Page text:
We often see or hear about people who appear to be without conscience. Daily, we read in the news about persons who have criminalized their lives and wonder how they judge themselves human. Of course, the problem begins right there: These misguided destructionists do not consider their acts as evil, as immoral, as against either a natural or divine law. Many of these individuals are labeled criminally insane because “they know not what they do.”
The diligently written but unforgettable book, Saving Savannah: The City and The Civil War, is about a misguided people who criminalized their very existence by brutalizing African-American slaves right here in our own United States where “all men are created equal.” The shackling irony of this immoral “in God we trust” behavior went wasted by a population that covered a huge territory, namely the residents of the counties of Georgia and the immediate environs of Savannah itself.
Believing that black Africans were not truly humans, the superior whites treated them much like they’d treat the horse, the donkey, or the mule used to tend their plantations. Since slave labor was cheap compared to labor in the industrialized North, plantation owners thrived. To ensure ongoing wealth, they taught their children, often by horrendous example, how to keep slaves disenfranchised and in their place.
In 1854, Savannah was dying because of an outbreak of yellow fever. Strangely enough, many blacks seemed immune to the mosquito carrying disease. Author Jacqueline Jones mentions that the very trait which made West African groups highly vulnerable to sickle-cell anemia seemed to protect these peoples from malaria and yellow fever. This noticeable immunity bolstered whites’ belief that blacks were ordained to labor in the South’s scorching, humid, mosquito infested climate.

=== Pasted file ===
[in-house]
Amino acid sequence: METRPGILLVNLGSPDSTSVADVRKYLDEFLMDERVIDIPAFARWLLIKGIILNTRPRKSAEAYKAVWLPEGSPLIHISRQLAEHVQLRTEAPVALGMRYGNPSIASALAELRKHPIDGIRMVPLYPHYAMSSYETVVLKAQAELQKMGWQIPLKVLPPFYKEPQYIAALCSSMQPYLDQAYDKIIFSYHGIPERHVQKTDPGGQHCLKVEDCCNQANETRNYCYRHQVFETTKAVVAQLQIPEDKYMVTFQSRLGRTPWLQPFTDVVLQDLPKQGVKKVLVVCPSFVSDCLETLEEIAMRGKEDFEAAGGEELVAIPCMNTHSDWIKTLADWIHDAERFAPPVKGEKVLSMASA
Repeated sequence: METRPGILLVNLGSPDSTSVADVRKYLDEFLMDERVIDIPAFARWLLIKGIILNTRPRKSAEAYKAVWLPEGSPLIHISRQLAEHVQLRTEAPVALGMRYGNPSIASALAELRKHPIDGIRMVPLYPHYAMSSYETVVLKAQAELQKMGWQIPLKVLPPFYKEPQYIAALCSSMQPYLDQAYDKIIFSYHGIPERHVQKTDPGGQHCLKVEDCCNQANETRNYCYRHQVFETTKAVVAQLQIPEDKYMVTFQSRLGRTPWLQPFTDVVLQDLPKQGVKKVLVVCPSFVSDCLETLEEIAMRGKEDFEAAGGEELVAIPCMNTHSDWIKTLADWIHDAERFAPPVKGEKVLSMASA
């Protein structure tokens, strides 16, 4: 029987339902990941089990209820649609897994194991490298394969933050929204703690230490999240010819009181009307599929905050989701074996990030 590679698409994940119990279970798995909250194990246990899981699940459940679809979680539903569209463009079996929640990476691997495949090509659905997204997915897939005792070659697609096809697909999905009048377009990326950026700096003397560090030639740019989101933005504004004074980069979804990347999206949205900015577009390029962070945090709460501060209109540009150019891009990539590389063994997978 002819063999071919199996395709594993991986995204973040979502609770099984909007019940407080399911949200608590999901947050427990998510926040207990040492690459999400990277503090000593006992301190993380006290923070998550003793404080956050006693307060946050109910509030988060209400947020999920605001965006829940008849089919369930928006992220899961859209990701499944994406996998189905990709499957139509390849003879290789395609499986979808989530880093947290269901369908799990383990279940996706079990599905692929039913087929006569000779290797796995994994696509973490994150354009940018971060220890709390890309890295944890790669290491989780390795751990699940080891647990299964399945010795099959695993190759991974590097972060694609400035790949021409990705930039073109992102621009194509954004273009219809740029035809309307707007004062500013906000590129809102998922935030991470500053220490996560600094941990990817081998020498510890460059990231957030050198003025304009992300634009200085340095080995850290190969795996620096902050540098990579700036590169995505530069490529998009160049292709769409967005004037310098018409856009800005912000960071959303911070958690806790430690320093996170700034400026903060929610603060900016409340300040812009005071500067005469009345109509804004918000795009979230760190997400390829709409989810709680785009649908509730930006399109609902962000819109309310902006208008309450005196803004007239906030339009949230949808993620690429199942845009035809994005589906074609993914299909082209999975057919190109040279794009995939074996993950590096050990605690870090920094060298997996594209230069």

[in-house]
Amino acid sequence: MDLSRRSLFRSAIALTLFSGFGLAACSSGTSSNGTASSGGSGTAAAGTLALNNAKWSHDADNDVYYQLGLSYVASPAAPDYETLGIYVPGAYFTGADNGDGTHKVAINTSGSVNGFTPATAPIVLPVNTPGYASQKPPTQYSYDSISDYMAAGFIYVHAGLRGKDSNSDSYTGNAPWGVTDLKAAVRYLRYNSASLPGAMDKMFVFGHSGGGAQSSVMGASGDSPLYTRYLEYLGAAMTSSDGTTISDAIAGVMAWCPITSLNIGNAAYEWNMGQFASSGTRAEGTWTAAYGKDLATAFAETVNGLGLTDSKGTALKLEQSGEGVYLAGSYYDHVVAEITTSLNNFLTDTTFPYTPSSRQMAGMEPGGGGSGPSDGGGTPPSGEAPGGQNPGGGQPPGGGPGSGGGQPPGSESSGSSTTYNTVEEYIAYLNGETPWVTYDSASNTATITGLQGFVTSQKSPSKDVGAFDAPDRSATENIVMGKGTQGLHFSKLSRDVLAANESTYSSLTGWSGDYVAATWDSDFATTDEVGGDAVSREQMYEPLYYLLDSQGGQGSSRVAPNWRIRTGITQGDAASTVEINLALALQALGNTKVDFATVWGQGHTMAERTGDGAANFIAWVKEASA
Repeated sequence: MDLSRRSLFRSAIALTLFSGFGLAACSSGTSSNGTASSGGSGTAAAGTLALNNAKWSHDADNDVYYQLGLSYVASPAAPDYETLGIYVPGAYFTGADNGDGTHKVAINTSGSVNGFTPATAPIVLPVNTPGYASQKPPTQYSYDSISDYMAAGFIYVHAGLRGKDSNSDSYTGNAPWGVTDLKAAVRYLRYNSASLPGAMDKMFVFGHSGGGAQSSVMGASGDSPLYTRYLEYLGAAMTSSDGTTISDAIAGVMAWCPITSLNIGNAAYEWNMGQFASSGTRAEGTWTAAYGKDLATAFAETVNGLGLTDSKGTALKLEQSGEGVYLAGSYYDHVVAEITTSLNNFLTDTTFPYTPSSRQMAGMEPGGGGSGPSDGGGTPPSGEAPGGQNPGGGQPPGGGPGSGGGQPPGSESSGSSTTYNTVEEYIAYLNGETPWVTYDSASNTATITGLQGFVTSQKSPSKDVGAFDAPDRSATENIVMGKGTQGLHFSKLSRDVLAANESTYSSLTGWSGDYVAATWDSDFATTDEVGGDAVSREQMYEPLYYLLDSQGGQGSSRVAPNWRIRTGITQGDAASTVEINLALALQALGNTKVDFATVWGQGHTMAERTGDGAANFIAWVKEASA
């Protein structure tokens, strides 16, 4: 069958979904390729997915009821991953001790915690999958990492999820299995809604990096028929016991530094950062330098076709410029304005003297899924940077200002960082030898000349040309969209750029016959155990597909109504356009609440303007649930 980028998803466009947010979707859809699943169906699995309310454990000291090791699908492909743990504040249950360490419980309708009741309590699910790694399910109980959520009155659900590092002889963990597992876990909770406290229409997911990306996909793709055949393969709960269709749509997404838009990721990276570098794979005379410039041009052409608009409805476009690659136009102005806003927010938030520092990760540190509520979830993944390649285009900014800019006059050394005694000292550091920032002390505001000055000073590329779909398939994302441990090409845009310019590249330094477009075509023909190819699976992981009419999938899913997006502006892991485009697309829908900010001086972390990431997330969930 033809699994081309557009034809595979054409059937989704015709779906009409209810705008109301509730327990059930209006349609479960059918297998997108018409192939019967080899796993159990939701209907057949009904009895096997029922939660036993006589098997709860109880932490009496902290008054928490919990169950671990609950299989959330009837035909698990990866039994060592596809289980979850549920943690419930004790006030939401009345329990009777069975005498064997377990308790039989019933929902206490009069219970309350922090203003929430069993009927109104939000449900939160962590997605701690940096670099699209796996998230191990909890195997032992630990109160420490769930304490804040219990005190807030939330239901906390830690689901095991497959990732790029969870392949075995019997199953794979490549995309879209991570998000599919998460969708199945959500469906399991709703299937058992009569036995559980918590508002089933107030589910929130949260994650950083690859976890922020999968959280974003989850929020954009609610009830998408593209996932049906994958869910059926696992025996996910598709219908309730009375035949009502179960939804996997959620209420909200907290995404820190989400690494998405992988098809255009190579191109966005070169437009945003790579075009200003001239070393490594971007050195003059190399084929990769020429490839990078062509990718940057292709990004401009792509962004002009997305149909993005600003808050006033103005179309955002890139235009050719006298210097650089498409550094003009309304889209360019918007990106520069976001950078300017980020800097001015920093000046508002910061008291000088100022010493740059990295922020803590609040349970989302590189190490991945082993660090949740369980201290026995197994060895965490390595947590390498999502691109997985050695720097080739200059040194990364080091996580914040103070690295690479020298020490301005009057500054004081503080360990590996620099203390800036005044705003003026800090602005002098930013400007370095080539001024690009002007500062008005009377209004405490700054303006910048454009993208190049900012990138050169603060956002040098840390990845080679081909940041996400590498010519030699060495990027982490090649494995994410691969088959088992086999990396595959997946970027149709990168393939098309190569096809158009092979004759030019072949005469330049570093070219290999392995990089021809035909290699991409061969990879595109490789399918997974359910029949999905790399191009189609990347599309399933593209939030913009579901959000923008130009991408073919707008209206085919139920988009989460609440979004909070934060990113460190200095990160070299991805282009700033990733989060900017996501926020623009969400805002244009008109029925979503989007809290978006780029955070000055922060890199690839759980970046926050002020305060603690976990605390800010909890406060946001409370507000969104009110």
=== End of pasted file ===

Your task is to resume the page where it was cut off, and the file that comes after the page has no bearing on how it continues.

During the epidemic, both free and enslaved blacks often carried food to infected households. Records in Saving Savannah show that in many instances, they even attended those who could not fend for themselves due to weakness and/or fever. The city of Savannah depreciated. Many stunning homes built by slave labor became unkempt looking. What had been shaded tree lined streets with bountiful flower-filled garden-like squares at two dozen major intersections now became trampled barren eyesores.
To add to the city’s severe health problems, a major hurricane came ashore along the Georgia coast interrupting gas service to the city’s famous street lamps. Ripping gales and torrential rains tore off roofs and wrought general havoc to many of the finest homes. Life along and on the islands in the lower Savannah River was literally washed away. Animals, owners, slaves, homes, stores of food, cotton and rice crops were obliterated.
It is interesting to note that after many such devastating events, monies were readily obtained to restore Savannah’s appearance to its former beauty lest it lose its attraction as a busy commercial port. Thus, far more money was spent on restoration projects than on saving people’s lives. Any assumption that slave owners would care for their slaves during a crisis was purely a joke.